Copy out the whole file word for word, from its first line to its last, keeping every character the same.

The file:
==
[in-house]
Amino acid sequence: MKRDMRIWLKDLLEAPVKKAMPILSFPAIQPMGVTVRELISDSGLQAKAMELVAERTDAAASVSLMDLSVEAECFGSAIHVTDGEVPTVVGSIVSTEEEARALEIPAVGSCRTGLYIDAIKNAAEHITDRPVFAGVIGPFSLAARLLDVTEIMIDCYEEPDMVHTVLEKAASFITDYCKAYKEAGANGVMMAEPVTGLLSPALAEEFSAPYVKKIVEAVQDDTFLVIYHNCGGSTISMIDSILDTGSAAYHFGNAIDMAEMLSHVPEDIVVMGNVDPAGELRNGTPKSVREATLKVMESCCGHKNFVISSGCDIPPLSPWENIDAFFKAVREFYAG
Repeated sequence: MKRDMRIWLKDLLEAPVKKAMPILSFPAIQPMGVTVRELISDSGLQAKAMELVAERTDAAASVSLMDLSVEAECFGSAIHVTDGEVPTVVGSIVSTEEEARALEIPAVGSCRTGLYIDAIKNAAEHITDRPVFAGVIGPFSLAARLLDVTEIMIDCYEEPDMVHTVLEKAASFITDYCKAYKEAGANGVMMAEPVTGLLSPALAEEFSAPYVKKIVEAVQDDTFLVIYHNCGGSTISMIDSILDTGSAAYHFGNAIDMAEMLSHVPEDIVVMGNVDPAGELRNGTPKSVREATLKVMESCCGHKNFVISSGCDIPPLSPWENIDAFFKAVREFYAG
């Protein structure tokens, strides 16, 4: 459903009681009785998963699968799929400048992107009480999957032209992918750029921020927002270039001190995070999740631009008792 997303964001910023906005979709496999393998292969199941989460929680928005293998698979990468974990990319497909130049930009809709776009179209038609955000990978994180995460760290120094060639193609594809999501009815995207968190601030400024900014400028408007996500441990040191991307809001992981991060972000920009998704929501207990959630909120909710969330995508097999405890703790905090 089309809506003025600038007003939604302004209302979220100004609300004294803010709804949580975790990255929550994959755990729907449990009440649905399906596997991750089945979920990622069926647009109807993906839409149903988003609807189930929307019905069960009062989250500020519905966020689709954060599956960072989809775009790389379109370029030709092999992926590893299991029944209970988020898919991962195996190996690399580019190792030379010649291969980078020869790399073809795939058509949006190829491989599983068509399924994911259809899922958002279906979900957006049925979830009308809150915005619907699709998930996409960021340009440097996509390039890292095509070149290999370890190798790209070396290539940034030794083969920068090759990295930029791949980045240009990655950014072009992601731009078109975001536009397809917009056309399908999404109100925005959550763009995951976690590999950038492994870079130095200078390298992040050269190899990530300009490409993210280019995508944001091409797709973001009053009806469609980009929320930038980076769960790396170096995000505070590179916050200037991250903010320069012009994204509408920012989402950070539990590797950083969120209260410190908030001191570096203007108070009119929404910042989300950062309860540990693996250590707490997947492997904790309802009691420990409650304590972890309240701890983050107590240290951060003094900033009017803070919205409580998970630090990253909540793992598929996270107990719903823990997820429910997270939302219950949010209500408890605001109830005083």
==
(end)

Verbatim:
[in-house]
Amino acid sequence: MKRDMRIWLKDLLEAPVKKAMPILSFPAIQPMGVTVRELISDSGLQAKAMELVAERTDAAASVSLMDLSVEAECFGSAIHVTDGEVPTVVGSIVSTEEEARALEIPAVGSCRTGLYIDAIKNAAEHITDRPVFAGVIGPFSLAARLLDVTEIMIDCYEEPDMVHTVLEKAASFITDYCKAYKEAGANGVMMAEPVTGLLSPALAEEFSAPYVKKIVEAVQDDTFLVIYHNCGGSTISMIDSILDTGSAAYHFGNAIDMAEMLSHVPEDIVVMGNVDPAGELRNGTPKSVREATLKVMESCCGHKNFVISSGCDIPPLSPWENIDAFFKAVREFYAG
Repeated sequence: MKRDMRIWLKDLLEAPVKKAMPILSFPAIQPMGVTVRELISDSGLQAKAMELVAERTDAAASVSLMDLSVEAECFGSAIHVTDGEVPTVVGSIVSTEEEARALEIPAVGSCRTGLYIDAIKNAAEHITDRPVFAGVIGPFSLAARLLDVTEIMIDCYEEPDMVHTVLEKAASFITDYCKAYKEAGANGVMMAEPVTGLLSPALAEEFSAPYVKKIVEAVQDDTFLVIYHNCGGSTISMIDSILDTGSAAYHFGNAIDMAEMLSHVPEDIVVMGNVDPAGELRNGTPKSVREATLKVMESCCGHKNFVISSGCDIPPLSPWENIDAFFKAVREFYAG
């Protein structure tokens, strides 16, 4: 459903009681009785998963699968799929400048992107009480999957032209992918750029921020927002270039001190995070999740631009008792 997303964001910023906005979709496999393998292969199941989460929680928005293998698979990468974990990319497909130049930009809709776009179209038609955000990978994180995460760290120094060639193609594809999501009815995207968190601030400024900014400028408007996500441990040191991307809001992981991060972000920009998704929501207990959630909120909710969330995508097999405890703790905090 089309809506003025600038007003939604302004209302979220100004609300004294803010709804949580975790990255929550994959755990729907449990009440649905399906596997991750089945979920990622069926647009109807993906839409149903988003609807189930929307019905069960009062989250500020519905966020689709954060599956960072989809775009790389379109370029030709092999992926590893299991029944209970988020898919991962195996190996690399580019190792030379010649291969980078020869790399073809795939058509949006190829491989599983068509399924994911259809899922958002279906979900957006049925979830009308809150915005619907699709998930996409960021340009440097996509390039890292095509070149290999370890190798790209070396290539940034030794083969920068090759990295930029791949980045240009990655950014072009992601731009078109975001536009397809917009056309399908999404109100925005959550763009995951976690590999950038492994870079130095200078390298992040050269190899990530300009490409993210280019995508944001091409797709973001009053009806469609980009929320930038980076769960790396170096995000505070590179916050200037991250903010320069012009994204509408920012989402950070539990590797950083969120209260410190908030001191570096203007108070009119929404910042989300950062309860540990693996250590707490997947492997904790309802009691420990409650304590972890309240701890983050107590240290951060003094900033009017803070919205409580998970630090990253909540793992598929996270107990719903823990997820429910997270939302219950949010209500408890605001109830005083």